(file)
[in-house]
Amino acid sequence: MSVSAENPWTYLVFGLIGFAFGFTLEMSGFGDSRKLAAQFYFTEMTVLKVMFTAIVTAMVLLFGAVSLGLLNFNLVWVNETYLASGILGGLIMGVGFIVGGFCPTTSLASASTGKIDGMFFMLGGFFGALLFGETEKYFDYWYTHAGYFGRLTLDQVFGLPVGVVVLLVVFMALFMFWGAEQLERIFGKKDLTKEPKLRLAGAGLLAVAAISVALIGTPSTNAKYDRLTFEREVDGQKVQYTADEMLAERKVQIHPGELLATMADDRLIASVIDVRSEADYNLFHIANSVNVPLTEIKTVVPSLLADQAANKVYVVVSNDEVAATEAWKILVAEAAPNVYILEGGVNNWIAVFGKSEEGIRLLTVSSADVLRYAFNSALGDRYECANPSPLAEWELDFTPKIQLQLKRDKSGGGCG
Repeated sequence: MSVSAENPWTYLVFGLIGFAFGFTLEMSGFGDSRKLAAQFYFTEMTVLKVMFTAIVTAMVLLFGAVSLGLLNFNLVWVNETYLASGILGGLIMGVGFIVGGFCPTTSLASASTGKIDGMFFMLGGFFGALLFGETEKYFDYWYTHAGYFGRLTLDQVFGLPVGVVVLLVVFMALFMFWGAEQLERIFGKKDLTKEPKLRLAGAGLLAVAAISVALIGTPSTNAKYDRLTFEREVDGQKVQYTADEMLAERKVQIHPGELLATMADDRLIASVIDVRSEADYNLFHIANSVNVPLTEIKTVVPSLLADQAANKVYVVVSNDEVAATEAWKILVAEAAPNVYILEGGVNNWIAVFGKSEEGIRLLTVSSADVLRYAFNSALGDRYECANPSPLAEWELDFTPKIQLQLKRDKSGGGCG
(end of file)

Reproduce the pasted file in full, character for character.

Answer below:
[in-house]
Amino acid sequence: MSVSAENPWTYLVFGLIGFAFGFTLEMSGFGDSRKLAAQFYFTEMTVLKVMFTAIVTAMVLLFGAVSLGLLNFNLVWVNETYLASGILGGLIMGVGFIVGGFCPTTSLASASTGKIDGMFFMLGGFFGALLFGETEKYFDYWYTHAGYFGRLTLDQVFGLPVGVVVLLVVFMALFMFWGAEQLERIFGKKDLTKEPKLRLAGAGLLAVAAISVALIGTPSTNAKYDRLTFEREVDGQKVQYTADEMLAERKVQIHPGELLATMADDRLIASVIDVRSEADYNLFHIANSVNVPLTEIKTVVPSLLADQAANKVYVVVSNDEVAATEAWKILVAEAAPNVYILEGGVNNWIAVFGKSEEGIRLLTVSSADVLRYAFNSALGDRYECANPSPLAEWELDFTPKIQLQLKRDKSGGGCG
Repeated sequence: MSVSAENPWTYLVFGLIGFAFGFTLEMSGFGDSRKLAAQFYFTEMTVLKVMFTAIVTAMVLLFGAVSLGLLNFNLVWVNETYLASGILGGLIMGVGFIVGGFCPTTSLASASTGKIDGMFFMLGGFFGALLFGETEKYFDYWYTHAGYFGRLTLDQVFGLPVGVVVLLVVFMALFMFWGAEQLERIFGKKDLTKEPKLRLAGAGLLAVAAISVALIGTPSTNAKYDRLTFEREVDGQKVQYTADEMLAERKVQIHPGELLATMADDRLIASVIDVRSEADYNLFHIANSVNVPLTEIKTVVPSLLADQAANKVYVVVSNDEVAATEAWKILVAEAAPNVYILEGGVNNWIAVFGKSEEGIRLLTVSSADVLRYAFNSALGDRYECANPSPLAEWELDFTPKIQLQLKRDKSGGGCG